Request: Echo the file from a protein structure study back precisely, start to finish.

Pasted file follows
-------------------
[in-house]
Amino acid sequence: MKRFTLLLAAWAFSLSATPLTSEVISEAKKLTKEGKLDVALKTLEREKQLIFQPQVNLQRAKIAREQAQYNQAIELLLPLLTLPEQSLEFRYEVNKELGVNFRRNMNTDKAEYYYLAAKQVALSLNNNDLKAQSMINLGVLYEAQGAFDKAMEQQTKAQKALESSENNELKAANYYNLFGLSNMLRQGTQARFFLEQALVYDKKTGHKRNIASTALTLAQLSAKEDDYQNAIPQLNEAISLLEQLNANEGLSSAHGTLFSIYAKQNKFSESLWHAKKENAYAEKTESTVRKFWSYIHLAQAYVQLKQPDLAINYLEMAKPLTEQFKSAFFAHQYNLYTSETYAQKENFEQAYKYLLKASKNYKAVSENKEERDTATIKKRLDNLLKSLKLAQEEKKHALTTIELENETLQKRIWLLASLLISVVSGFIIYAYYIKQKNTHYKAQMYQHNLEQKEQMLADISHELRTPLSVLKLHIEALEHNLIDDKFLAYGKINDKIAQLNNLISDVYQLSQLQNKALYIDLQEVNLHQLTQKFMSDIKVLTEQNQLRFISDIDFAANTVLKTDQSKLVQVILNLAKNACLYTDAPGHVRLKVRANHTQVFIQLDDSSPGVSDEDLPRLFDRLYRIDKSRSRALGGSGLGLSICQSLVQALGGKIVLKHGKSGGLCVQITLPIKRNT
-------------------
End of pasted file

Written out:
[in-house]
Amino acid sequence: MKRFTLLLAAWAFSLSATPLTSEVISEAKKLTKEGKLDVALKTLEREKQLIFQPQVNLQRAKIAREQAQYNQAIELLLPLLTLPEQSLEFRYEVNKELGVNFRRNMNTDKAEYYYLAAKQVALSLNNNDLKAQSMINLGVLYEAQGAFDKAMEQQTKAQKALESSENNELKAANYYNLFGLSNMLRQGTQARFFLEQALVYDKKTGHKRNIASTALTLAQLSAKEDDYQNAIPQLNEAISLLEQLNANEGLSSAHGTLFSIYAKQNKFSESLWHAKKENAYAEKTESTVRKFWSYIHLAQAYVQLKQPDLAINYLEMAKPLTEQFKSAFFAHQYNLYTSETYAQKENFEQAYKYLLKASKNYKAVSENKEERDTATIKKRLDNLLKSLKLAQEEKKHALTTIELENETLQKRIWLLASLLISVVSGFIIYAYYIKQKNTHYKAQMYQHNLEQKEQMLADISHELRTPLSVLKLHIEALEHNLIDDKFLAYGKINDKIAQLNNLISDVYQLSQLQNKALYIDLQEVNLHQLTQKFMSDIKVLTEQNQLRFISDIDFAANTVLKTDQSKLVQVILNLAKNACLYTDAPGHVRLKVRANHTQVFIQLDDSSPGVSDEDLPRLFDRLYRIDKSRSRALGGSGLGLSICQSLVQALGGKIVLKHGKSGGLCVQITLPIKRNT